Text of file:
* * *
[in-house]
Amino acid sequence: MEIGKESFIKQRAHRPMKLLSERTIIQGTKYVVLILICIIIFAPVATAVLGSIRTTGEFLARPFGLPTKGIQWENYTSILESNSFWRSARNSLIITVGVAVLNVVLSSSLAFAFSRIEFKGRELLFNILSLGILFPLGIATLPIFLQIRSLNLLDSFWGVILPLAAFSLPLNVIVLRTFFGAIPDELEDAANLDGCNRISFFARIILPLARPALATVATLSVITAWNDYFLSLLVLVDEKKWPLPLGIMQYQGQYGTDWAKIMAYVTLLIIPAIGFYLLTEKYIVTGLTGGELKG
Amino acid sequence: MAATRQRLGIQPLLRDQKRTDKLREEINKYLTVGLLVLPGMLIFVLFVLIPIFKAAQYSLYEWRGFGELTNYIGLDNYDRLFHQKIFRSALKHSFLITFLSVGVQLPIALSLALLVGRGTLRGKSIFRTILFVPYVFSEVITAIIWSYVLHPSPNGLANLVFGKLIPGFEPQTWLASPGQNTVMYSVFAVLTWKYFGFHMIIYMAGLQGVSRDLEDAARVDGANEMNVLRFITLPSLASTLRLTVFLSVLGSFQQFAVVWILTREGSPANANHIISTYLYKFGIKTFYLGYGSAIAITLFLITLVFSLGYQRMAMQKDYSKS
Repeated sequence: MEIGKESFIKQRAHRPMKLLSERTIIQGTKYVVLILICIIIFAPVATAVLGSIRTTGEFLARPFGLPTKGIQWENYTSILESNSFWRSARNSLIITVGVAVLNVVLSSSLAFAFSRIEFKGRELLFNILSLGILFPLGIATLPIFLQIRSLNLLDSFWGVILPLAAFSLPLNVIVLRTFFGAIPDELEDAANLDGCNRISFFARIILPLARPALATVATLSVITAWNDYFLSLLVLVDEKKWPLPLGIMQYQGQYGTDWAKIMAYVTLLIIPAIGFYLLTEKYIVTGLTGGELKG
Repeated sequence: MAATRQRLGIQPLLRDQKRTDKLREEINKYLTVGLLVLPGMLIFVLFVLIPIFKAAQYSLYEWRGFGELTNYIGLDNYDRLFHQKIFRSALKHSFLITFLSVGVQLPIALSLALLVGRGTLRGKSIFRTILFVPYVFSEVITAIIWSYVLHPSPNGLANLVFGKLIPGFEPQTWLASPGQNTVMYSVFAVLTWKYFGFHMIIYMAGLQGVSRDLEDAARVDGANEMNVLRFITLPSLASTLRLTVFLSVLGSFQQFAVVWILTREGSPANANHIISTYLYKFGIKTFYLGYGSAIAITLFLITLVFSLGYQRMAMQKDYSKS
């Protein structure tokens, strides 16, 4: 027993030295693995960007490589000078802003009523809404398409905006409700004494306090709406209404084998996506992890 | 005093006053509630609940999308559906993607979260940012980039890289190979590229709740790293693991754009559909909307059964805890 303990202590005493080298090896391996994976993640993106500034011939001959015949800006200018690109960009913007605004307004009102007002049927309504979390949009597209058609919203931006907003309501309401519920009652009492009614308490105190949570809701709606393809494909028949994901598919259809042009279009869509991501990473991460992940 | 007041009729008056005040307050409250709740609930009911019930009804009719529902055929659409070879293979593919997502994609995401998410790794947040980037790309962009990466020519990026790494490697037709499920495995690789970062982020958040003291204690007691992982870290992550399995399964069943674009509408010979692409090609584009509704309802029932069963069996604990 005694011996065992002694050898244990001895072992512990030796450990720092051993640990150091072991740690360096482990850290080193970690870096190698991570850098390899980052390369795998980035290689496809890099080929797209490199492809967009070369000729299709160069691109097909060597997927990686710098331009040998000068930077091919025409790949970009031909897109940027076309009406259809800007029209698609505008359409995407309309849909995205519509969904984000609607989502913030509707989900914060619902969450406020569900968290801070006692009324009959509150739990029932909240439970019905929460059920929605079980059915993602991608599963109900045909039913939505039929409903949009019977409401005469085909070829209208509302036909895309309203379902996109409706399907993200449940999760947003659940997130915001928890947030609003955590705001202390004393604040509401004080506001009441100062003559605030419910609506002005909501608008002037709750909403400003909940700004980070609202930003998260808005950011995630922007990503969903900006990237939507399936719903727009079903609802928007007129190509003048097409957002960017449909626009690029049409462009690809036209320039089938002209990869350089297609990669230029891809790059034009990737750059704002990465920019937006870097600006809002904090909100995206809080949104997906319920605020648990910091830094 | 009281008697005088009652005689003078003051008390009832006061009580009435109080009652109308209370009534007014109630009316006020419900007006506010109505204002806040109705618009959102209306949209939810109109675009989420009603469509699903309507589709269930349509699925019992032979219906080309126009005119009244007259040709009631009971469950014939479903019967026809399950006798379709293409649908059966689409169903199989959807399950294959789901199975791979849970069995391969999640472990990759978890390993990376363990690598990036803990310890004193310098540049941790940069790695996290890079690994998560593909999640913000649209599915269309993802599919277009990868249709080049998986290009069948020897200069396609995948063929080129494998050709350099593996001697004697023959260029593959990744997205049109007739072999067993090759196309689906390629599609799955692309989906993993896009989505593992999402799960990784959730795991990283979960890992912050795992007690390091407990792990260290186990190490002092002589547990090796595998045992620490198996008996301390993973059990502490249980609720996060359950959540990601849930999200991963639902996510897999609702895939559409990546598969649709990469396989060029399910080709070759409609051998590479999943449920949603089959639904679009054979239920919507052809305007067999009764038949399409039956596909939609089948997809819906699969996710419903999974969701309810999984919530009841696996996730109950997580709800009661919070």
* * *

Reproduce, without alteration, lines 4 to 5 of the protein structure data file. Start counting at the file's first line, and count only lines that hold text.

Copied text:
Repeated sequence: MEIGKESFIKQRAHRPMKLLSERTIIQGTKYVVLILICIIIFAPVATAVLGSIRTTGEFLARPFGLPTKGIQWENYTSILESNSFWRSARNSLIITVGVAVLNVVLSSSLAFAFSRIEFKGRELLFNILSLGILFPLGIATLPIFLQIRSLNLLDSFWGVILPLAAFSLPLNVIVLRTFFGAIPDELEDAANLDGCNRISFFARIILPLARPALATVATLSVITAWNDYFLSLLVLVDEKKWPLPLGIMQYQGQYGTDWAKIMAYVTLLIIPAIGFYLLTEKYIVTGLTGGELKG
Repeated sequence: MAATRQRLGIQPLLRDQKRTDKLREEINKYLTVGLLVLPGMLIFVLFVLIPIFKAAQYSLYEWRGFGELTNYIGLDNYDRLFHQKIFRSALKHSFLITFLSVGVQLPIALSLALLVGRGTLRGKSIFRTILFVPYVFSEVITAIIWSYVLHPSPNGLANLVFGKLIPGFEPQTWLASPGQNTVMYSVFAVLTWKYFGFHMIIYMAGLQGVSRDLEDAARVDGANEMNVLRFITLPSLASTLRLTVFLSVLGSFQQFAVVWILTREGSPANANHIISTYLYKFGIKTFYLGYGSAIAITLFLITLVFSLGYQRMAMQKDYSKS